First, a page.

Tokyo does not subsidise its transport system!
Pricing can be a very effective tool for allocating scarce resources.
In an earlier article I discussed Tokyo’s remarkable return to housing affordability in recent decades. I speculated that a cultural tolerance to the ‘messiness’ of intensification could be a factor in Tokyo’s switch to affordable housing following the property boom of the 1980s.
Internationally, it is unusual for a city to change its long-term pattern of affordability. Generally the experience has been for unaffordable cities to remain unaffordable — perhaps due to the difficulty in achieving a societal consensus and therefore the political will to implement significant housing reforms (this seems to be the case for New Zealand in the last thirty years).
Given that Tokyo is the exception which might prove the rule, it is worthwhile looking at what other urban economic aspects the city is exceptional in. The first and most obvious one is its size, the metropolitan area of Tokyo-Yokohama is the world’s largest urban area containing 38 million people. Interestingly, despite Japan’s declining population, Tokyo itself is still growing. Tokyo at a systemic level must have efficient mechanisms to allow it to function and grow to such a large size.
Secondly, the issue which this article focuses on is how a network of transport arteries, veins and capillaries in Tokyo are allocated by competitive forces. There are two main elements to this — carparking is not subsidised and neither is public transport. It is possible that this creates a positive systemic effect — where the competitive transport mechanisms combine with competitive urban housing intensification characteristics to make Tokyo a relatively affordable city. Which as I have said is amazing given Tokyo’s size.
The Economist recently wrote an article — Parkageddon — discussing that perhaps more powerfully than anything else, parking influences the way cities look, and how people travel around cities.
Many cities mandate that residential and commercial dwellings must provide a certain proportion of car parking places. These parking minimums can boost supply far beyond what the market demands. When London abolished minimum parking requirements in 2004, research showed that the amount of parking in new residential blocks promptly plunged, from an average of 1.1 spaces per flat to 0.6 spaces.
Usually car parking minimums are justified on the grounds that free car parking is a good thing. Unfortunately, when something is free there is a tendency to overuse it — like we would if water, electricity… was free. This is especially problematic as space in growing urban areas is an increasingly limited resource and of all the transport options — the private vehicle is the one that consumes the most space. The Economist explains that minimum car parking requirements are in fact a hidden subsidy for some and cost for others.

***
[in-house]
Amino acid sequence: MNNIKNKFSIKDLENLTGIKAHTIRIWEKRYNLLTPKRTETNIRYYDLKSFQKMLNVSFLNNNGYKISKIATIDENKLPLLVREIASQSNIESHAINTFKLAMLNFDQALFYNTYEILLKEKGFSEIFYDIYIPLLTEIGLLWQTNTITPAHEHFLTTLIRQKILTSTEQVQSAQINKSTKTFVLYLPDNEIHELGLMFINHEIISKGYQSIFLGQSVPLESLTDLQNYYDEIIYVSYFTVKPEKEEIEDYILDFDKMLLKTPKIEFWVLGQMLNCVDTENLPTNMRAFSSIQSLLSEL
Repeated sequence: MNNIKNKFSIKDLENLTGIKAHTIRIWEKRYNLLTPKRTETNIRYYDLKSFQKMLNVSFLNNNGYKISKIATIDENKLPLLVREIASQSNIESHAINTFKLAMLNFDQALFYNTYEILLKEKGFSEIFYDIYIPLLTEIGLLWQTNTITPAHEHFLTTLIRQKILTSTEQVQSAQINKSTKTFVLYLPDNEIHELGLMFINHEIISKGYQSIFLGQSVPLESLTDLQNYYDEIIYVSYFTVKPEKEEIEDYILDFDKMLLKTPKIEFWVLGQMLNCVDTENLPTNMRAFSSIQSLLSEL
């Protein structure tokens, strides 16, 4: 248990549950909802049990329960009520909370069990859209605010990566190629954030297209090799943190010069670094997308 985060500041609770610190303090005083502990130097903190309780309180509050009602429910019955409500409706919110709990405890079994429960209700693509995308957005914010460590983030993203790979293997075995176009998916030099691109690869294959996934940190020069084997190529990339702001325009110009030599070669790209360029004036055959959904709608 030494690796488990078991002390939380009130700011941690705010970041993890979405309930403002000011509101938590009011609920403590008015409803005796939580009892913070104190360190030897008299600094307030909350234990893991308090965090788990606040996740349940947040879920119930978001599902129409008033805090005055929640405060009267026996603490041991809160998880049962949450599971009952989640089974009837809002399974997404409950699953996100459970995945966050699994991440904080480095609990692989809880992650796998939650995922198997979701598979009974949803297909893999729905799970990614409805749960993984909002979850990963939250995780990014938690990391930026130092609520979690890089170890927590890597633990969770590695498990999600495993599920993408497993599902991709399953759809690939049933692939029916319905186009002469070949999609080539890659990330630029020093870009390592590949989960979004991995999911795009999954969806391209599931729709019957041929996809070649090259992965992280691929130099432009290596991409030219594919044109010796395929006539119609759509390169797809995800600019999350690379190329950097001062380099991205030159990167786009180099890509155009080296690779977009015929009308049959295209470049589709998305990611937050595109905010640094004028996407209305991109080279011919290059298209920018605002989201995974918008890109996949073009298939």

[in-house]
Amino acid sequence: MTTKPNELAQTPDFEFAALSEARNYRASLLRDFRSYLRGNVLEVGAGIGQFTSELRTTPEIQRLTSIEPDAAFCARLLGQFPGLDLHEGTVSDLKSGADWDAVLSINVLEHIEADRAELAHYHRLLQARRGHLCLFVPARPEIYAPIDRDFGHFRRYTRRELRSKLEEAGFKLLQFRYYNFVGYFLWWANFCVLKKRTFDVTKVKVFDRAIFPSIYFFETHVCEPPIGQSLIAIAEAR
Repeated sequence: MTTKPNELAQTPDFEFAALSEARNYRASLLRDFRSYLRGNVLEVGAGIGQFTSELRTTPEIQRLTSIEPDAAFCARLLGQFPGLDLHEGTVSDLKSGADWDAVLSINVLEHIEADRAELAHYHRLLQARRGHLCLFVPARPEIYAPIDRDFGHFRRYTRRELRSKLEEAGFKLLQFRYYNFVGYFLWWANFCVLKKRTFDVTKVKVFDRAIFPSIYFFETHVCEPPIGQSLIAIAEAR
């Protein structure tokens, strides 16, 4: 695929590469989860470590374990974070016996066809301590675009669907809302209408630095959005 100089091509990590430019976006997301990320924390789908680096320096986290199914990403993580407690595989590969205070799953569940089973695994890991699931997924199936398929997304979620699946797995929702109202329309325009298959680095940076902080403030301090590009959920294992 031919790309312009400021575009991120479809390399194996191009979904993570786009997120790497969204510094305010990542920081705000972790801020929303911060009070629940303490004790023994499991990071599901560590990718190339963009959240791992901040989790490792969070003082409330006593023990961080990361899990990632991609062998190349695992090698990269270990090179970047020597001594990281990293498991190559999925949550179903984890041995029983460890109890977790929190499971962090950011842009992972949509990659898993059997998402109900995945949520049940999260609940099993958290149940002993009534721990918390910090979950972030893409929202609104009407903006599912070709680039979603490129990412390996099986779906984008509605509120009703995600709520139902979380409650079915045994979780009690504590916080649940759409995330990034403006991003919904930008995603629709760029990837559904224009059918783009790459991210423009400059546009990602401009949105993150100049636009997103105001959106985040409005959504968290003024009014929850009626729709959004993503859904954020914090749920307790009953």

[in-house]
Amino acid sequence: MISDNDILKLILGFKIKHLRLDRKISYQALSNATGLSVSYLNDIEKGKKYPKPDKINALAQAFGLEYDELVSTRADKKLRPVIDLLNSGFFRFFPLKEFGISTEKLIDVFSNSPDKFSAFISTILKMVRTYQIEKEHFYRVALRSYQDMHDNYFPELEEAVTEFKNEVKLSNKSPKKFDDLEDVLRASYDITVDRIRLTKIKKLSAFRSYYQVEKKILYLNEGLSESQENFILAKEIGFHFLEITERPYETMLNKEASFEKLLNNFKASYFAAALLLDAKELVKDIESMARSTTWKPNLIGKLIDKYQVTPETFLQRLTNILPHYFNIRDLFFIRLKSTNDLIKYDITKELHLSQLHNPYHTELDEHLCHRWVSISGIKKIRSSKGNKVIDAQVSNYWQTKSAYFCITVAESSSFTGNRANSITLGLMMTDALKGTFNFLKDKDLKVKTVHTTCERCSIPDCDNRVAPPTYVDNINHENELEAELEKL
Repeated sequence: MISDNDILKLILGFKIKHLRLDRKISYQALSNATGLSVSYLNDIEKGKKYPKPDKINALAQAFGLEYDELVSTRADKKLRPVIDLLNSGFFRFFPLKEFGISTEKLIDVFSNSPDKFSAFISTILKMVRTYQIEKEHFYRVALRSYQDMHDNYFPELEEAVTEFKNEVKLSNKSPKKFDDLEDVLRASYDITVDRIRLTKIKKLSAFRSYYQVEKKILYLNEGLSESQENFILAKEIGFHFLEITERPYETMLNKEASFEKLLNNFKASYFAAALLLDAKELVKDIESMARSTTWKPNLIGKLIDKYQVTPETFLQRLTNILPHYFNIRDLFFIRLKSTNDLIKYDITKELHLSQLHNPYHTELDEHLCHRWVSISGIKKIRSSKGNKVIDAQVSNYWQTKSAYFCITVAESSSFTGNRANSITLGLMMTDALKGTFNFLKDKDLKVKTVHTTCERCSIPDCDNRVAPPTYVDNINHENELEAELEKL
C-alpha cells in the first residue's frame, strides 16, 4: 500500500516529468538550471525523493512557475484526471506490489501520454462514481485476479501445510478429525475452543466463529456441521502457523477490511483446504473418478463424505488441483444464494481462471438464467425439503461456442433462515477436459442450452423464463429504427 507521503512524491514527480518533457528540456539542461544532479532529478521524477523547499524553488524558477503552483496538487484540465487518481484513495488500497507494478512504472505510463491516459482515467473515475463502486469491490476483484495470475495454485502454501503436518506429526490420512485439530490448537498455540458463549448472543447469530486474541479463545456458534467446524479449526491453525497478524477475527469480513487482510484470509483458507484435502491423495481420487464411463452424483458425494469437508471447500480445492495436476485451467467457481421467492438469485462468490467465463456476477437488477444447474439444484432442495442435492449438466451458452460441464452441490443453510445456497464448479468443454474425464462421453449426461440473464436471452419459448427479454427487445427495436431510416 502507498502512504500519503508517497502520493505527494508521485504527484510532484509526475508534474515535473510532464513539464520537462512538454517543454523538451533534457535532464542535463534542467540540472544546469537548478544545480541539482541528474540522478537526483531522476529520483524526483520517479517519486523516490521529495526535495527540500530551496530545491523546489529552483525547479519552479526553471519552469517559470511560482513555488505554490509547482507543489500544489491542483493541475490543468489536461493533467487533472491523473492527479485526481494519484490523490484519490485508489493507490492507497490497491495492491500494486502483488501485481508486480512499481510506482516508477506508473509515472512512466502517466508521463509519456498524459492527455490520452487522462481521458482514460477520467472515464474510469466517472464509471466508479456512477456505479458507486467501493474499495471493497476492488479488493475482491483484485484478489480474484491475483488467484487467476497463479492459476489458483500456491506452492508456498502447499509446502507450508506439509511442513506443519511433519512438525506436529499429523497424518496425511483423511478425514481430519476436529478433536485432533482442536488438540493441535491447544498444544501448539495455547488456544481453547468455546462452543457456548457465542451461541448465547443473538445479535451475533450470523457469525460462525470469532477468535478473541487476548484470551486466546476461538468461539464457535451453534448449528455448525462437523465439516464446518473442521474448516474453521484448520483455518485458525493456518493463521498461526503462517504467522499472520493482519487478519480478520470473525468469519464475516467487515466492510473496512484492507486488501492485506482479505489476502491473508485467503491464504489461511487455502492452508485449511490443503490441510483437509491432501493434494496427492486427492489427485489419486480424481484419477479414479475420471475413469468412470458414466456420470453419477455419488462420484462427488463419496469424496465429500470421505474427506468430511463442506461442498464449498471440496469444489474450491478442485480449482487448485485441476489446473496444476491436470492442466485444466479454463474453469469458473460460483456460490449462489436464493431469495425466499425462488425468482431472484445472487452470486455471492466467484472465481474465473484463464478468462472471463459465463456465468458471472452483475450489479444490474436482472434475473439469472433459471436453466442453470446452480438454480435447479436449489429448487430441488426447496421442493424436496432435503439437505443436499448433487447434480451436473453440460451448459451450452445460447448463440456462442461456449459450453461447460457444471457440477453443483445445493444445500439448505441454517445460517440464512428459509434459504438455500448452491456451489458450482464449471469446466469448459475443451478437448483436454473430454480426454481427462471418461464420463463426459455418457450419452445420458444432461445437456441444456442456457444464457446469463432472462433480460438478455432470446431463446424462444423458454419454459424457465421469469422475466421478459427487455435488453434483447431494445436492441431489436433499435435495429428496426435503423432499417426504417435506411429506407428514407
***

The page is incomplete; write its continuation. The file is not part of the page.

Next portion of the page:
Free parking is not, of course, really free. The costs of building the car parks, as well as cleaning, lighting, repairing and securing them, are passed on to the people who use the buildings to which they are attached. Restaurant meals and cinema tickets are more pricey; flats are more expensive; office workers are presumably paid less. Everybody pays, whether or not they drive. And that has an unfortunate distributional effect, because young people drive a little less than the middle-aged and the poor drive less than the rich.
Another Economist article — Aparkalypse now — reported that research shows that parking adds 67% to the cost of building a shopping centre in Los Angeles and a study of Washington, DC, found that the availability of free parking is associated with a 97% chance somebody will drive to work alone.
Japan has not subsidised car parking in this way. In Tokyo car parking must respond to market forces.
In Tokyo cars do not park on residential streets and all car owners must show a receipt for a private car park when they register their cars. There is no assumption that cars can freely park on the street — in fact it is a foreign concept. Car parking is the owner’s responsibility to make suitable arrangements. In Tokyo, how much, if any parking is provided by new residential or commercial premises is a commercial decision. The pricing of car parks varies, for instance, parking close to train station might be say $150 a month, versus a 10 minute walk further away, where the price might be less than $100. The price varying because of competition from commuters for space close to the train station.